More widely, China effectively has four disparate but convergent institutional sources of foreign policy institutional sources. Great power politics, the policy weather of which emerges from the Party Leading Groups and Commissions; Near Abroad foreign policy emanating from the Politics and Legal Affairs Commission, traditional diplomacy which operates more as international political theatre, centred on the Ministry of Foreign Affairs, and finally the practical geoeconomic policy which is almost exclusively the foreign policy domain of the Minister of Commerce. While Republic of Kazakhstan is generally too low on China’s foreign policy priorities to warrant upper Party attention, China’s greatest strength in Eurasian policy development and deployment is in a growing institutional integration with Kazakhstan in internal security. However in traditional foreign policy and concomitant security China is weak to the point of absenteeism in Eurasia. The culmination of this disjointed foreign policy deployment is that China lacks institutional strength to develop discourse in Eurasian foreign policy.

China’s Political and Legal Affairs Commission has direct institutional integration with the Security Councils of all the Central Asian states and Russia through the Minister of Internal Affairs or its equivalent liaising directly with the Chinese counterpart. In Kazakhstan Erlan Turgumbayev is at the end of this international security communication line, perhaps suggesting why has kept his place in Tokayev’s cabinet. This domestic and foreign security integration between China and Kazakhstan is much more important than any foreign ministry statements. In China, the Ministry of Foreign Affairs has very little power in setting or enacting policy. Where China did exercise agency in the Kazakh unrest though was in the very low ordinate geopolitical games of Uyghur and Kazakh detention, and in reinforcing Kazakhstan economic diplomacy subservience to Beijing.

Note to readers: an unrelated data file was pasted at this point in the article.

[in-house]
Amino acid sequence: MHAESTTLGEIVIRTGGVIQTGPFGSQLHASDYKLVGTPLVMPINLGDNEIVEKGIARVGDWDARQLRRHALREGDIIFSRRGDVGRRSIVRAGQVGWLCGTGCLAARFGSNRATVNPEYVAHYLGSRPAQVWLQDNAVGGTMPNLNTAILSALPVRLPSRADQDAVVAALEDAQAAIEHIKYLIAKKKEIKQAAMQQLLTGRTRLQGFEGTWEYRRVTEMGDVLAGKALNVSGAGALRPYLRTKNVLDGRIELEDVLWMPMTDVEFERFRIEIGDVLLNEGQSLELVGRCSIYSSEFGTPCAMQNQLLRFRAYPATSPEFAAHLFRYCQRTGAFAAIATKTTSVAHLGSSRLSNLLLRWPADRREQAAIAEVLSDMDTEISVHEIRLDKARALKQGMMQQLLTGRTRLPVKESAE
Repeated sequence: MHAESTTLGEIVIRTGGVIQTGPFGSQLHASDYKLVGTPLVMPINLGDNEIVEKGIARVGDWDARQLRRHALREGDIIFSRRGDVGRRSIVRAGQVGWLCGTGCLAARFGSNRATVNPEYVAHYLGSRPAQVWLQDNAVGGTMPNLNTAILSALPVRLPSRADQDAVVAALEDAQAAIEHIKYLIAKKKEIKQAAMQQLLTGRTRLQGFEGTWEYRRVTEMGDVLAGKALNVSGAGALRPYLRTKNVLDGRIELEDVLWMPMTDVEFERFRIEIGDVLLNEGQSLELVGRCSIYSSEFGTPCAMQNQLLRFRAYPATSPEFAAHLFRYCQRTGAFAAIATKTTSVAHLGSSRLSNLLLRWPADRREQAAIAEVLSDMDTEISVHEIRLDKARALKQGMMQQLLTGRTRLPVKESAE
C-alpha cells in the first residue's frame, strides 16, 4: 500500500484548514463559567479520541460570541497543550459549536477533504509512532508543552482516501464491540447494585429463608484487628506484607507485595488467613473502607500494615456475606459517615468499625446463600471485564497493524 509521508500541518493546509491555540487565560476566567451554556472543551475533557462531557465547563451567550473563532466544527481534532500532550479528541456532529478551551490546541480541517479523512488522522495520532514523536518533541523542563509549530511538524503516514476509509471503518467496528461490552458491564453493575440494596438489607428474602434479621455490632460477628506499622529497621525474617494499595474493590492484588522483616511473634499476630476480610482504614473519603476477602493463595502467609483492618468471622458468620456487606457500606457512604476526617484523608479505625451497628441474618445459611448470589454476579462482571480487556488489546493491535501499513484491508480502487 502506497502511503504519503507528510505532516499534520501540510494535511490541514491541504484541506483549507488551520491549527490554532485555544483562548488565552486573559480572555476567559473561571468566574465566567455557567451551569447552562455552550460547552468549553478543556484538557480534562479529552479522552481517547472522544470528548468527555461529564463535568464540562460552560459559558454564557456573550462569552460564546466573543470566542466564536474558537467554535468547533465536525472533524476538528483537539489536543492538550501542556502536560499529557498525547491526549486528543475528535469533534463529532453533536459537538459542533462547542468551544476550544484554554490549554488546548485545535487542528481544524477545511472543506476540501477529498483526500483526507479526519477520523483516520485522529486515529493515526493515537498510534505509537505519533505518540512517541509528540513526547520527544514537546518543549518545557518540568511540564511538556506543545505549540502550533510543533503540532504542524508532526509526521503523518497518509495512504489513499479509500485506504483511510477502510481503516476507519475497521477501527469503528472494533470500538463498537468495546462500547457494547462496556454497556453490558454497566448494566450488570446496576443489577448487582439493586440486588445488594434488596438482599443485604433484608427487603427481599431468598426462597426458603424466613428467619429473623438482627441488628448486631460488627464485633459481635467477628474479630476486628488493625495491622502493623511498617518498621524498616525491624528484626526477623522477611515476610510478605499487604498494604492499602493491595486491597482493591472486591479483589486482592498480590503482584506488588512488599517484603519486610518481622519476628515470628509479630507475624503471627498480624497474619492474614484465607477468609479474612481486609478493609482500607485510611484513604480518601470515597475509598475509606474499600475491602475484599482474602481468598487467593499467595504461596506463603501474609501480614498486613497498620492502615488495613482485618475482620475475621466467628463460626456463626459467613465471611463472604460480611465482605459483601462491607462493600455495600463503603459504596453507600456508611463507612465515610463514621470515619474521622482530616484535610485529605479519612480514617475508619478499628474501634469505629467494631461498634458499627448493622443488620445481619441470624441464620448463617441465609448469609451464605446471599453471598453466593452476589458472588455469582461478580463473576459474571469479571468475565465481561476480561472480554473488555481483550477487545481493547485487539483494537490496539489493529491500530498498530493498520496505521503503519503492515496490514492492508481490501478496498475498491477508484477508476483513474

At the executive level, General Secretary Xi did call Nur Otan Chairman Tokayev expressing support for the incumbent, but this was on January 7, two days after Tokayev requested support from the CSTO thus guaranteeing his Presidency would survive any internal challenge. When there was then no jeopardy in China’s exercise of state agency, it was both deferential and directed to the Russian Federation. State Councillor and Foreign Minister Wang Yi’s call to Russia’s Sergei Lavrov expressing the possibility for SCO forces to be deployed demonstrates the genuflection involved—the hollow offer on January 10 was well after Russian CSTO troops had been deployed with boots already on the ground. On the same day Wang Yi also called Kazakhstan Minister of Foreign Affairs Mukhtar Tileuberdi, where Tileuberdi was expected to pledge support for China’s crackdown on Kazakh minorities in Xinjiang. Wang later issued a statement of solidarity with Kazakhstan in an attempt at great power diplomacy, but again this high level China statement only came after both the Kazakhstan domestic power struggle was already over and after the international security order had been established through Russian leadership.